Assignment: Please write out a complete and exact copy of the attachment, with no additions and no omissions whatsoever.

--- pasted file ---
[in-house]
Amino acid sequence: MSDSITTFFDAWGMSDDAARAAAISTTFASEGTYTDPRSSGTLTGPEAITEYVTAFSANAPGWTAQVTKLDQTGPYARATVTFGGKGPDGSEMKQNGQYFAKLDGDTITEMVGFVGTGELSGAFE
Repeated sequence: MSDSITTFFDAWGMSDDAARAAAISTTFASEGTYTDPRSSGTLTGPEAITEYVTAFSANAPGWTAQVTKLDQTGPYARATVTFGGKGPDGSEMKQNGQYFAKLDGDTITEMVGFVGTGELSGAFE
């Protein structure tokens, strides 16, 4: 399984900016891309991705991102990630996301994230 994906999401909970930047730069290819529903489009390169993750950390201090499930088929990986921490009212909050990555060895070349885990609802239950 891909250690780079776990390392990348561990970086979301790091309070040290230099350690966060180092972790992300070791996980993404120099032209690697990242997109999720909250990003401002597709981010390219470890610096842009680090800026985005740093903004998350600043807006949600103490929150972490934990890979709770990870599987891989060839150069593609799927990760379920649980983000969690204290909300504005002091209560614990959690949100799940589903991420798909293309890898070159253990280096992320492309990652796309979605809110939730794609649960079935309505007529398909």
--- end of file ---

[in-house]
Amino acid sequence: MSDSITTFFDAWGMSDDAARAAAISTTFASEGTYTDPRSSGTLTGPEAITEYVTAFSANAPGWTAQVTKLDQTGPYARATVTFGGKGPDGSEMKQNGQYFAKLDGDTITEMVGFVGTGELSGAFE
Repeated sequence: MSDSITTFFDAWGMSDDAARAAAISTTFASEGTYTDPRSSGTLTGPEAITEYVTAFSANAPGWTAQVTKLDQTGPYARATVTFGGKGPDGSEMKQNGQYFAKLDGDTITEMVGFVGTGELSGAFE
């Protein structure tokens, strides 16, 4: 399984900016891309991705991102990630996301994230 994906999401909970930047730069290819529903489009390169993750950390201090499930088929990986921490009212909050990555060895070349885990609802239950 891909250690780079776990390392990348561990970086979301790091309070040290230099350690966060180092972790992300070791996980993404120099032209690697990242997109999720909250990003401002597709981010390219470890610096842009680090800026985005740093903004998350600043807006949600103490929150972490934990890979709770990870599987891989060839150069593609799927990760379920649980983000969690204290909300504005002091209560614990959690949100799940589903991420798909293309890898070159253990280096992320492309990652796309979605809110939730794609649960079935309505007529398909």